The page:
When the car was delivered, it had no registration plates. Presumably the previous owner had kept them as a souvenir. However, the dealer who sold the car gave me a 1960s (green type) log book, which supposedly belonged to it. All that was needed was to fill in a form and send the log book to the DVLA, and it would be registered in my name. If only life was so simple...
Inside the car is a plaque stating "Supplied by Moores Ltd., Brighton and Hove", but the log book contained addresses in Newcastle and (on further investigation) had a north-east registration mark. Finding this a bit suspicious, I phoned directory enquiries and asked for the names of the people in the log book. Remarkably, the last person in the log book was still living in the Newcastle area, so I phoned him up and asked him about the Standard Ten he'd owned in the mid-60s. He remembered it well - it was his first car - and he remembered putting some old tyres on it before towing it to the scrapyard as the new tyres were the only bits worth keeping. So it definitely wasn't that one...
Normally it should be possible to identify the car by its commission number, but someone had removed the plate from my car and put in its place a commission number plate from a Standard Ensign. Quite why, I have absolutely no idea, but it was possibly the most unhelpful thing they could have done. I might add at this point that I did ask the police for advice, but they weren't unduly worried.
There are a number of other unique numbers on a Standard Ten, for example the body number (still in place), the engine number (badly stamped and not all readable on mine), the back axle number, etc. All very useful you'd have thought, but on contacting the owners club all of them turned out to be untracable. I was therefore left with only two clues as to the correct identity of my car - a date on the engine "5.1.55", and a plaque inside the car put on by the original dealers, Moores Ltd., Brighton and Hove.
This is where the real detective work began. I established that Moores Ltd. had been the main Standard-Triumph dealers in Brighton in those days (not to mention Ferguson tractors and, er, Jaguars), but had since closed. I found out that prior to the DVLA computer system, vehicle registrations were allocated by individual counties, and that whilst some had destroyed their old records, others had kept them. I then contacted the East Sussex County Records Office in Lewes, and found that yes, they had kept their old records.
I found out that in 1955, cars were generally registered within a few weeks of being built. (In 1956 sales slowed right down due to the Suez crisis). I then visited the East Sussex County Records Office (I nearly didn't make it because of late trains and missed connections, and ended up doing a detour via Brighton and nearly got stuck there, but that's another story). I was able to search through the original registration documents, and I produced a list of all of the Standard Tens sold by Moores Ltd. in the first four months of 1955. (This covered all of the PCD registrations; the next batch used PUF, and this pattern then alternated with RCD, RUF etc.).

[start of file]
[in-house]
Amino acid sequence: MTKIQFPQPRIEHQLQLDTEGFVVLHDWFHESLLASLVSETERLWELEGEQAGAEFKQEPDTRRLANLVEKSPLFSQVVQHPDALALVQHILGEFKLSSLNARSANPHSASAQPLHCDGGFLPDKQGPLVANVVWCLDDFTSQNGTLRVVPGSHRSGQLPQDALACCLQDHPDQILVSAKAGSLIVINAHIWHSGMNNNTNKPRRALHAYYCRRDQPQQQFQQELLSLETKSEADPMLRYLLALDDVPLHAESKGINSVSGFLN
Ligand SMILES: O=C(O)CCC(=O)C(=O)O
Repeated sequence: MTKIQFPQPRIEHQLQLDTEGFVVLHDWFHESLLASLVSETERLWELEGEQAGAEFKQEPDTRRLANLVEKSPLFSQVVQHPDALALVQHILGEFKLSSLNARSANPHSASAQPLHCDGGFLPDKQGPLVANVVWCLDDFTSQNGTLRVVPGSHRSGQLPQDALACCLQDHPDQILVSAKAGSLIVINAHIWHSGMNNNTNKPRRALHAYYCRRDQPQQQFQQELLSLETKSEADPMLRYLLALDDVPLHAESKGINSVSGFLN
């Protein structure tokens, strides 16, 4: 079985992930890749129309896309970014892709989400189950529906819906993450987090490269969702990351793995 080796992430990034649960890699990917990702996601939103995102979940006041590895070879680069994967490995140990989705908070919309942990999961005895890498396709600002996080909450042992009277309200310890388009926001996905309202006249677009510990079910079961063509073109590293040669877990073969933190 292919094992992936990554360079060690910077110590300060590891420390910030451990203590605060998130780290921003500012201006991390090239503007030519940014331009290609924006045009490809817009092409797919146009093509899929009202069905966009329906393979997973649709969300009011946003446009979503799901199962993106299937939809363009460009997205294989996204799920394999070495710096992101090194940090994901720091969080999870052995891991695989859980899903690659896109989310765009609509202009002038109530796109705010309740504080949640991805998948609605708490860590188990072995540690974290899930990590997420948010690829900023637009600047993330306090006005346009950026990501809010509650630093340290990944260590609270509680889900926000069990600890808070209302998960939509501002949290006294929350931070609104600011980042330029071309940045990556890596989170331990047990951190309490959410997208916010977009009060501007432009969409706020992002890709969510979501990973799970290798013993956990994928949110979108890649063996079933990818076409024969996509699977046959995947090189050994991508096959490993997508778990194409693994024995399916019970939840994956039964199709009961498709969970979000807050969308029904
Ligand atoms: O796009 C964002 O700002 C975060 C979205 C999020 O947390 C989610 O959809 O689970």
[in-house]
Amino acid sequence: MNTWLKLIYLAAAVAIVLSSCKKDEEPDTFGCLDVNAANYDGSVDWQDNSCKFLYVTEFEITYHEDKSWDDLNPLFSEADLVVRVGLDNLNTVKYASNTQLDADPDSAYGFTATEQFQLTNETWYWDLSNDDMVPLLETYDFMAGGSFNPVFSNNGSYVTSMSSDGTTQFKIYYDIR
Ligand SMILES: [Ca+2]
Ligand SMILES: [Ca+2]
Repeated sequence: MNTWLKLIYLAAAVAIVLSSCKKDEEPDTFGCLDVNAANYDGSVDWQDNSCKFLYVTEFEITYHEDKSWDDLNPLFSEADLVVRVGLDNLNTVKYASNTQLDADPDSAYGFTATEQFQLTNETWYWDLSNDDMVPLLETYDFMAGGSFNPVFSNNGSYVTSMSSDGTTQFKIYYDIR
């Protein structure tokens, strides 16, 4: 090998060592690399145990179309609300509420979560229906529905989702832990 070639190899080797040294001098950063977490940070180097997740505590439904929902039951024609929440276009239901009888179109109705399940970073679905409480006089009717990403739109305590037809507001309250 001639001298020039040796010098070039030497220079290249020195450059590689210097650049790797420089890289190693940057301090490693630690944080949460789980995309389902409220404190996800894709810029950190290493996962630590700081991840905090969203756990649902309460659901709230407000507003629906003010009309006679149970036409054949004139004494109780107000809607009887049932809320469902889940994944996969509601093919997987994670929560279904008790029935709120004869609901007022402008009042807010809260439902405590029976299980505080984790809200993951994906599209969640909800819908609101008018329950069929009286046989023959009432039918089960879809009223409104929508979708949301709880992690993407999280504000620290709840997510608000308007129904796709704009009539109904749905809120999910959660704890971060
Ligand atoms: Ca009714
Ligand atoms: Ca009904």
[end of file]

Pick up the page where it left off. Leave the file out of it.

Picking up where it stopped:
Having come up with a list of about 25 registrations and their associated commission numbers (not to mention first owners), I then sent all of this information off to Roger Morris, then archivist of the Standard Motor Club, and he spent many long months trawling through the archives to try to establish further details about these particular cars. The factory records eliminated those which were different colours. The DVLA eliminated those which had been notified as scrapped and their log books returned. We were left with a list of about four 'possibles', and for a while that looked to be as close as we could get - so near but yet so far.
Then, Roger had a stroke of luck, as he met, quite by chance, someone who used to work for Moores Ltd. and remembered some of these cars as they used to return for servicing. He was able to eliminate a further two cars which were known to have been scrapped, one after an accident and one some years later. A second check of the old factory records revealed that one of the other two was a different colour, which had been missed on the first pass through, and that was it - PCD 716 was the only one left on the list.
All of this evidence was then collated and submitted to the DVLA, and the car was finally registered in October 1996, after more than five years of struggle.
When an original registration mark is re-allocated in this way, it is stamped "non-transferrable" so that it has no monetary value. This is to prevent people from getting a personalised number plate 'for free', for example by from applying for ABC 123 or whatever on an old Mini and then transferring this to their Porsche. At the same time this system allows a historic vehicle which has been off the road for a number of years (and is therefore not on the DVLA's computer) to retain its original number plate without costing the earth.
And that, you would imagine, is that. Unfortunately there may yet be a post-script to all of this - watch this space!